The Difference Between Sales Coaching and Manager Feedback Blog Feature
Dan Fisher

By: Dan Fisher on June 28th, 2018

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The Difference Between Sales Coaching and Manager Feedback

sales coaching

Our lives have become inundated with feedback. Think about all of the apps on your phone that you use to grab a ride, rent a villa, book a hotel room, make dinner Difference Between Sales Coaching and Manager Feedbackreservations. They all give you the option for feedback.  It's all about feedback but manager feedback is not sales coaching. In fact, the difference between sales coaching and manager feedback is significant. So what is my issue with feedback?

Think about how you feel when someone such as your manager turns to you and says, "I'd like to give you some feedback."  Nobody wants to hear those words. Why? It's almost always negative. When someone says they want to give you feedback you instinctively put your guard up and go on the defensive.  People don't want feedback, people want attention.

Working at the office is no different. Recruiters and  salespeople are not looking for feedback from their manager's, but they are looking for attention. The attention they're looking for however is positive reinforcement that they're doing a good job and support and encouragement on how to do an even better job. This is not feedback, this is sales coaching.

Manager feedback focuses on what the rep is doing wrong; Sales coaching focuses on what the employee is doing right.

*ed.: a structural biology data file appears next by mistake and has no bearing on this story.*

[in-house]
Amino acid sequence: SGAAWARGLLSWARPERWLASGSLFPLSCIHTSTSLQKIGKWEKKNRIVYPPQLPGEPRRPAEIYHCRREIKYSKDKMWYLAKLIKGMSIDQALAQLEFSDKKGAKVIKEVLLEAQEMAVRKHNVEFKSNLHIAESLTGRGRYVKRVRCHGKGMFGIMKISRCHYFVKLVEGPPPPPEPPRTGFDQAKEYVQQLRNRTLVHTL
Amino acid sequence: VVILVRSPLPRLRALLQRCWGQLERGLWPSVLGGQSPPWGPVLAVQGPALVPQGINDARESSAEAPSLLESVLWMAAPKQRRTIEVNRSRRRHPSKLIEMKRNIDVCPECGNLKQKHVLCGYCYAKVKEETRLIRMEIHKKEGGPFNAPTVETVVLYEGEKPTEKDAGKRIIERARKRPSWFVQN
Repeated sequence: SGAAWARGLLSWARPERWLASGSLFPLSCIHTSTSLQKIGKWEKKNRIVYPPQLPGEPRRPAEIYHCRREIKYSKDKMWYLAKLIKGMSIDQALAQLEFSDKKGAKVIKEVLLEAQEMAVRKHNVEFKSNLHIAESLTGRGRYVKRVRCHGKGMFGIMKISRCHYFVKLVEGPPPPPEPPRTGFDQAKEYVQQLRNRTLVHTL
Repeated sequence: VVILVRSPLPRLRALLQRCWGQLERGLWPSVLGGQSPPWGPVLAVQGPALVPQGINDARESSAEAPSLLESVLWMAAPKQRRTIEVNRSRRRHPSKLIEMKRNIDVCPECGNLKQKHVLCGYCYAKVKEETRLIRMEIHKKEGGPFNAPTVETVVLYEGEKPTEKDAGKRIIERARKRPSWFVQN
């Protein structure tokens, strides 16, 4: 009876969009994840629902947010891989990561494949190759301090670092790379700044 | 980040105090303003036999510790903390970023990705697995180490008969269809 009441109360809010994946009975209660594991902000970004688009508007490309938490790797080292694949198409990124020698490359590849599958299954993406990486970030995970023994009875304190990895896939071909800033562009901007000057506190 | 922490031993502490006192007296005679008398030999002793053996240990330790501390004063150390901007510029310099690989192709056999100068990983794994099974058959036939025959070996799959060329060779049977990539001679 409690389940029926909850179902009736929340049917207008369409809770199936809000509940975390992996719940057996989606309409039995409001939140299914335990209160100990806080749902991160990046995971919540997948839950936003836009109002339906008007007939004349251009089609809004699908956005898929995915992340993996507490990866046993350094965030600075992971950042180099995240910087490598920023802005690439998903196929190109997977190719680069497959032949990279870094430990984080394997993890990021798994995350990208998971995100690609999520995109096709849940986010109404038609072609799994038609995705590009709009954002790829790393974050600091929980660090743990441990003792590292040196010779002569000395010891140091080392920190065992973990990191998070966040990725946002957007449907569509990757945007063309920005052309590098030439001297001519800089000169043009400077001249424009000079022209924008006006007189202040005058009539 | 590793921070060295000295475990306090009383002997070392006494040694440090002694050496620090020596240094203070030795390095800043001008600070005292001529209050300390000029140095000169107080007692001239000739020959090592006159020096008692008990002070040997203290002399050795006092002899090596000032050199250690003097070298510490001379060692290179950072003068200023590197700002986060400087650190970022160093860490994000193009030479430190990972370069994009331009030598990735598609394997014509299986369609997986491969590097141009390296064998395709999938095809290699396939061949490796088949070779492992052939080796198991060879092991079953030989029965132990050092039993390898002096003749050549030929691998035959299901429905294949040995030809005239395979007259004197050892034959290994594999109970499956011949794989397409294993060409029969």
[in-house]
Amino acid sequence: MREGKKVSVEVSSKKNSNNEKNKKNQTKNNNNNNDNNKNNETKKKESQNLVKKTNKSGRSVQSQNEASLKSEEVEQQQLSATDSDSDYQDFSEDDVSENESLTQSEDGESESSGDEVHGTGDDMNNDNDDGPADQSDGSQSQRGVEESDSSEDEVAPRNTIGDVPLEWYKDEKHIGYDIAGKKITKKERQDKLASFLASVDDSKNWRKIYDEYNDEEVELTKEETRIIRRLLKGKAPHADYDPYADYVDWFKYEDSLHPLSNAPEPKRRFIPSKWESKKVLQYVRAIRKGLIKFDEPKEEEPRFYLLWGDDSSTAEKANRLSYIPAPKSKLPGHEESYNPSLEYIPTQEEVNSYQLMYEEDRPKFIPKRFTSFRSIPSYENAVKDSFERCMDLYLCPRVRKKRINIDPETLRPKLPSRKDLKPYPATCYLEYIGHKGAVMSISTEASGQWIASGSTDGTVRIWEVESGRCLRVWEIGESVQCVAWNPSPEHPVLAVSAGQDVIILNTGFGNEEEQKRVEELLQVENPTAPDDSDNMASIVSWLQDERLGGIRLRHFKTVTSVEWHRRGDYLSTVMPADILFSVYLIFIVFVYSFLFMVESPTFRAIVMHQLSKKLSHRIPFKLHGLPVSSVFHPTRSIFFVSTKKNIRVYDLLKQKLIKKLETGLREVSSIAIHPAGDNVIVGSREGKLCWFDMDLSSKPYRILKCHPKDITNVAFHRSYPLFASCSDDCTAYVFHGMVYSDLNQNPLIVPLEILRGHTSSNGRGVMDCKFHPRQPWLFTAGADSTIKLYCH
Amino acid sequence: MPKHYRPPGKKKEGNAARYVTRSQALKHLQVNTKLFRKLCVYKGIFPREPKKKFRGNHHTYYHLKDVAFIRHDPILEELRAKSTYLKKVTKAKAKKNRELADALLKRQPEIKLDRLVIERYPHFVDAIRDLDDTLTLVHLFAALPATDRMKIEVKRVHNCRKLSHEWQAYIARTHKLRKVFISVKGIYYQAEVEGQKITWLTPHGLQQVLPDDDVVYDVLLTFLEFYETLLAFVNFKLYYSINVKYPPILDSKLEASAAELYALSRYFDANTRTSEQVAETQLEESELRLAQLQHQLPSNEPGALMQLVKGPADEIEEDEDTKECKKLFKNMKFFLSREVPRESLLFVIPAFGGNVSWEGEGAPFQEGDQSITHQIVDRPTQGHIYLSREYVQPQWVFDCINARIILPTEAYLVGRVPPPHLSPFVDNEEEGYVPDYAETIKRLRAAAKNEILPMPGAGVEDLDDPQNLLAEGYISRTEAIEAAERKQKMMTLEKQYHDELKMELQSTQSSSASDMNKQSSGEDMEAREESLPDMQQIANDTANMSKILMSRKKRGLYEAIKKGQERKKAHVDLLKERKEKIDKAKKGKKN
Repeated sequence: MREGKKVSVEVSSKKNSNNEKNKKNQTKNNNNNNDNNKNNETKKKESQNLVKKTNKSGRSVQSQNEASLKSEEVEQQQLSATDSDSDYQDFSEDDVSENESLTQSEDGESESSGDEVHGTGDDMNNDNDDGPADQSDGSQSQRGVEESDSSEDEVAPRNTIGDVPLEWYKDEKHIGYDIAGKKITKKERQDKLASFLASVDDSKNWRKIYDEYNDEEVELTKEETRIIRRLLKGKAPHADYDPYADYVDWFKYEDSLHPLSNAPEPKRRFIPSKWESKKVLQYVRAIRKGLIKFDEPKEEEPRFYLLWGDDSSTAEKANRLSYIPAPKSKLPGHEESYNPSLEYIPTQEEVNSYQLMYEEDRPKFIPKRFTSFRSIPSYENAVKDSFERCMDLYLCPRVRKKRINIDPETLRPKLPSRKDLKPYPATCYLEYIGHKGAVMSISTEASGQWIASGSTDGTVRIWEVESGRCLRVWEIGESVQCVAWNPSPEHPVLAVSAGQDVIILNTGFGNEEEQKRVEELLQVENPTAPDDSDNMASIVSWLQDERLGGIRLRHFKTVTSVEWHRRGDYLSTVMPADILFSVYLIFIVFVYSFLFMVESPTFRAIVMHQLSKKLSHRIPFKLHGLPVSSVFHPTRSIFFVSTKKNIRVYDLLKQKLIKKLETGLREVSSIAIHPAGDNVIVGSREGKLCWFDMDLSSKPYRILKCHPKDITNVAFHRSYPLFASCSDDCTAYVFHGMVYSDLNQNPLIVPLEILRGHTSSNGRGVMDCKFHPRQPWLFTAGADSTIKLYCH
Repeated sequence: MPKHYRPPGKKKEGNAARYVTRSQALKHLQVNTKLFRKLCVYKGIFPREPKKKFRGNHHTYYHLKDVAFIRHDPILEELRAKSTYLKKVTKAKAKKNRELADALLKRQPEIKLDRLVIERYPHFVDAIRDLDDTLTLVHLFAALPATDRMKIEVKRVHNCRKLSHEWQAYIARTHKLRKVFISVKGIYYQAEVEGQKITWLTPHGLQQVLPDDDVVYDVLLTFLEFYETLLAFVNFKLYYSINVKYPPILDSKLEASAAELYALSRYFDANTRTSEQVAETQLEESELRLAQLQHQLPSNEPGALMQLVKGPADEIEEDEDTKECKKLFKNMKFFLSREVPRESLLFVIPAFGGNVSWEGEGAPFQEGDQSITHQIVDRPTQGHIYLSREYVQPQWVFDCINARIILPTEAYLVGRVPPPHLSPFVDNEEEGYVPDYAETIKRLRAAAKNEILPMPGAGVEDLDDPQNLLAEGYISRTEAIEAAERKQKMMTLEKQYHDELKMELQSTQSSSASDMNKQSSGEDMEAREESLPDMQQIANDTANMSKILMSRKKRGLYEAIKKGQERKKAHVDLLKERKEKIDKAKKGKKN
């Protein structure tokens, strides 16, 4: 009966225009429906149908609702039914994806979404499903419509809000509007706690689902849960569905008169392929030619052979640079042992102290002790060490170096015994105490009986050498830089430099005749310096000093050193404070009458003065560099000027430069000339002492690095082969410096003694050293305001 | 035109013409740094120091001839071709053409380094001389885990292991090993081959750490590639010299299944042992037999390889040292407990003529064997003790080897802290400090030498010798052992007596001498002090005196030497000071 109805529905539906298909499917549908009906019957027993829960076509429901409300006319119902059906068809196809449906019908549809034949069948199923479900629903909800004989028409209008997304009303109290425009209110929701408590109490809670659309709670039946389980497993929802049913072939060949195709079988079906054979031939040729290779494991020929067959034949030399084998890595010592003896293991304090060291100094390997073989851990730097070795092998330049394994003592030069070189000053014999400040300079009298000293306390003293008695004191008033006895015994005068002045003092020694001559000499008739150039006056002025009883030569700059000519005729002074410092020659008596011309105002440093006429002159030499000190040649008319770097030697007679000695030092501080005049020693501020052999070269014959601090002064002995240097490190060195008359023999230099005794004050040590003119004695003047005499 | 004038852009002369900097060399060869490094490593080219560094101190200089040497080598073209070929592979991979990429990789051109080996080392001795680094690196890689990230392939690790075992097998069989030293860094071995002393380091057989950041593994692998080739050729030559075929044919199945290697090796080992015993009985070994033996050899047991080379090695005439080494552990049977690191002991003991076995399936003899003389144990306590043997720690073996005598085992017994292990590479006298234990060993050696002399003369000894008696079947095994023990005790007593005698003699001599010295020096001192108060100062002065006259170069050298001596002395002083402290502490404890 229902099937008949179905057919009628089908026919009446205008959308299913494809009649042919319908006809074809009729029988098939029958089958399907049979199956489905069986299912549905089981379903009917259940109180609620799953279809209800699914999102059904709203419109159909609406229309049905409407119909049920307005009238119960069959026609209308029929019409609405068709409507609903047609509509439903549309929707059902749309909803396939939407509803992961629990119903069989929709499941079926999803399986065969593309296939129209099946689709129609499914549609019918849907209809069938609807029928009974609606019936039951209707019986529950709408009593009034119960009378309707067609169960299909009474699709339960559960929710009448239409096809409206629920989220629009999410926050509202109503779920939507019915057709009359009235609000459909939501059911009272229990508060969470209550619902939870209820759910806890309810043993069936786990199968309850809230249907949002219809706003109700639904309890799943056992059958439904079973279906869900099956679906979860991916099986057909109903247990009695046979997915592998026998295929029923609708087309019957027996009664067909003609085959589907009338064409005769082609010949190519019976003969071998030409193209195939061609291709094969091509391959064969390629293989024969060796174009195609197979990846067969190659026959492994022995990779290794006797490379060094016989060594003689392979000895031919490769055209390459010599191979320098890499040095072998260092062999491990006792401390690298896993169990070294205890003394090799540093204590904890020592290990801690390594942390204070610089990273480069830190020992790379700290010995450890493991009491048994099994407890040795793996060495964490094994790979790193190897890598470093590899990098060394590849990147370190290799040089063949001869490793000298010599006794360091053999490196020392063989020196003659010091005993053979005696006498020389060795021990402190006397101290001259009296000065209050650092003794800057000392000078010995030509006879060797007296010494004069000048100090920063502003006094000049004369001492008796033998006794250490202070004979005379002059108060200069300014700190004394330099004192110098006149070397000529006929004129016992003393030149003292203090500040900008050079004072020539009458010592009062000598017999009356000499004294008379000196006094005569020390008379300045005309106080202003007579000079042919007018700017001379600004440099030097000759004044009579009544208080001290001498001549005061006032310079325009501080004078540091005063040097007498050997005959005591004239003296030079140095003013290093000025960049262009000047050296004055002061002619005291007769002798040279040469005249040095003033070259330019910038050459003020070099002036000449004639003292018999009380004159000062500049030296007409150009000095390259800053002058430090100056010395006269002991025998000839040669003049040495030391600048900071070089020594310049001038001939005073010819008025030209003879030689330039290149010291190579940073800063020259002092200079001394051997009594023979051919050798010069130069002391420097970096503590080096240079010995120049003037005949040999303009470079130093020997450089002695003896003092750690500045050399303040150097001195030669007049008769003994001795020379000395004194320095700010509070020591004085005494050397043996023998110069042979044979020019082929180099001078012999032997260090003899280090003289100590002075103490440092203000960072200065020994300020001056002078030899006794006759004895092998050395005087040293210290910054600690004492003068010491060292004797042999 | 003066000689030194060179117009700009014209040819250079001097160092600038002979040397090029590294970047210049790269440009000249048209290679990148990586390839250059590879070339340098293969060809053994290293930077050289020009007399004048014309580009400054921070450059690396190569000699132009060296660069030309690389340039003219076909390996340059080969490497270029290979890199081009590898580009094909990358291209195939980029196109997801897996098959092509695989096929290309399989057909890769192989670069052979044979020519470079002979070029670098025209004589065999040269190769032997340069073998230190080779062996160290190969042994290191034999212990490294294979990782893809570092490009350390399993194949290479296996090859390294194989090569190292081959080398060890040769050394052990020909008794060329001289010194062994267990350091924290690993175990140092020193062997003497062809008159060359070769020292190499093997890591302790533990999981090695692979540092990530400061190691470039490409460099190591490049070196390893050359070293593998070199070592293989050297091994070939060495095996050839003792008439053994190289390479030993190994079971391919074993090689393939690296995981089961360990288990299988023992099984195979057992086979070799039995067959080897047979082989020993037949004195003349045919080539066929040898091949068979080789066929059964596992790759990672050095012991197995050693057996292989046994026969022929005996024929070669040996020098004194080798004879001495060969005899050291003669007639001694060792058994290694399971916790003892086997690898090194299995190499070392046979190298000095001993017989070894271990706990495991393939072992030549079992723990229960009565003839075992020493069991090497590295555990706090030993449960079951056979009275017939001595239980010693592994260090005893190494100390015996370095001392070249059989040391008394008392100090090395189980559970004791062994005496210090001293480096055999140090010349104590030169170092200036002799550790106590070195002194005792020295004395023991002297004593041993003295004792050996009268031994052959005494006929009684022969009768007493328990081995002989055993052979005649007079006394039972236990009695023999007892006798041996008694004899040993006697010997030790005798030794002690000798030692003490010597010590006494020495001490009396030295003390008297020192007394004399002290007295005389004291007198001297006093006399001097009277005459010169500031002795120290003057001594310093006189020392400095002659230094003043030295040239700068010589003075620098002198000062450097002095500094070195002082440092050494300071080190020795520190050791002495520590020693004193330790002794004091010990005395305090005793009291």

The purpose of providing feedback is for the manager to share with the sales rep their analysis and perceptions of the employee's performance. Feedback typically focuses on the past and doesn't make the rep feel good because the feedback is typically constructive. Recruiters and salespeople know when they are receiving feedback because the manager is usually making a statement like "you're doing a good job, but..."  The sales rep knows what is coming next, after the "but."  With feedback the manager typically focuses his or her feedback on behaviors or activities that they would like their recruiter or salesperson to stop or change. 

When a sales rep responds to feedback or asks their manager for more feedback regarding their performance it is usually because they want a more detailed analysis from their manager, but that doesn't imply they're going to change  (or want to change) their behavior.  They simply want more information.

When managers provide feedback for their employees, they shouldn't expect them to change behavior. When receiving feedback from the manager, employees are not willingly listening to and agreeing to the manager's feedback, they're simply hearing it out of obligation. 

Sales Coaching

Sales coaching on the other hand includes a willing participant, the sales rep, who is open to learning and growing and improving performance through sales coaching. They are open minded and committed to changing their behavior in order to improve their results. Coaching is all about the rep and what it is they want to achieve and helping the New Call-to-actionrep achieve those goals. Sales coaching is about focusing on the reps strengths and helping the rep optimize those strengths. Coaching is different from providing feedback because the manager is focused 100% on helping the rep improve their performance, whether it be improving a strength or developing a weakness. Either way, sales coaching focuses on the positive and what the rep will do in the future.